University of South Dakota Chamber Singers: Let Me Fly
Under the direction of conductor Dr. David Holdhusen, the University of South Dakota Chamber Singers sounds more like a long-established professional choir than a group of undergraduate and graduate students chosen through audition from the entire university body; given the evidence presented on Let Me Fly, the collective must clearly be one of the things of which USD is most proud. Though the ensemble's repertoire includes music from different periods, the Renaissance among them, the sixty-nine-minute recording, whose eighteen primarily a cappella songs were recorded at three sessions between 2014 and 2016, celebrates American Choral Music by coupling spirited performances of traditional folk songs and spirituals with a handful of contemporary pieces.
One of the challenges for Holdhusen in shaping the group's sound has to do with achieving clarity in the vocal sound without losing the exhilarating energy that's so fundamental to spirituals and gospel. But as the joyous title track, uplifting “Go, Tell It On the Mountain,” and soulful call-and-response of “My Soul's Been Anchored in the Lord” illustrate, it's a challenge he and the ensemble meet, given the conviction with which the singers execute the pieces whilst at the same time being careful to not let their performances become too raw or undisciplined.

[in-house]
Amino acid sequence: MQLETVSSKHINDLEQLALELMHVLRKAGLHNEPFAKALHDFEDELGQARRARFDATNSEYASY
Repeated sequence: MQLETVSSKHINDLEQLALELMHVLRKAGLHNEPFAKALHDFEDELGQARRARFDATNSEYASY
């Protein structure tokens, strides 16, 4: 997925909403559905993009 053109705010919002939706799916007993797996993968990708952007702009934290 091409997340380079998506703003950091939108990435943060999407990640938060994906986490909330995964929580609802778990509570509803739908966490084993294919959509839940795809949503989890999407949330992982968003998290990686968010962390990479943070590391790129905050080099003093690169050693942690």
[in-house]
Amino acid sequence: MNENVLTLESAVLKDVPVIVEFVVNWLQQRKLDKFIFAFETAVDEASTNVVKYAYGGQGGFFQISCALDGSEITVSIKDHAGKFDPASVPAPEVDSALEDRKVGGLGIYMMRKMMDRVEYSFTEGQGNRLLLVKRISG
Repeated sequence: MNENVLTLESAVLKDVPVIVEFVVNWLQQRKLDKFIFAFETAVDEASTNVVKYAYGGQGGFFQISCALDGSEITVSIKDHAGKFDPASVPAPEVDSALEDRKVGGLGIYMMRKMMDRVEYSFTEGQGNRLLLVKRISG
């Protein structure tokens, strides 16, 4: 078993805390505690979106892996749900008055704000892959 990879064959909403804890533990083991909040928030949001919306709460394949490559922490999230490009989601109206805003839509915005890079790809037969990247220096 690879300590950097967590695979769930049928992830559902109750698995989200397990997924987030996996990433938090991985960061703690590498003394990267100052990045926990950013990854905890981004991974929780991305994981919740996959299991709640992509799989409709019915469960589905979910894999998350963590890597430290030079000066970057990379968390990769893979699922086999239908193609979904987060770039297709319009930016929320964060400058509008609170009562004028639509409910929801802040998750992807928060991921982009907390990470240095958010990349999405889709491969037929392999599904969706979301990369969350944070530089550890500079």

In one of three pieces by Jonny Priano (b. 1985) on the album, the familiar text “Psalm 23” is given a hauntingly lyrical treatment that shows the singers can be as effective at a hushed level as at a jubilant roar, even if the psalm's last word, “forever,” achieves a powerful impact when uttered over and over. Haunting, too, is “I Am Not Yours” by Z. Randall Stroope (b. 1953), which the ensemble delivers at the level of a murmur. In addition to being one of the recording's most wistful settings, “Someplace” by Jocelyn Hagen (b. 1980) stands out for accompanying the singers' yearning expressions with vocal percussion effects similar to beatboxing.
As satisfying as the new compositions are, it's the traditional works that constitute the collection's core. The arrangement Moses Hogan gives “Elijah Rock” is so bold and refreshing it allows us to hear the song anew, while Norman Luboff's understated arrangement of “Dixie” similarly breathes new life into familiar material. In addition, the reserved reading given “Shenandoah” can't squelch its stirring quality, especially when the female singers' voices soar so affectingly, whereas the boisterous medley “Country Dances” ends the recording playfully by melding together snippets of various folk tunes (“Yankee Doodle,” “Buffalo Gals,” etc.).One of the recording's greatest satisfactions arises in witnessing the contrast between the female and male singers' voices, the former often ringing forth like a clarion call and the latter acting as an effective lower-register counterpart. A soloist occasionally steps forth from the group (three of them on “Look What Dey Doin' to Jesus”), but for the most part Let Me Fly emphasizes the forty-member ensemble in all its full-throated glory, and with eighteen performances on offer, the recording's abundant in vocal choir riches.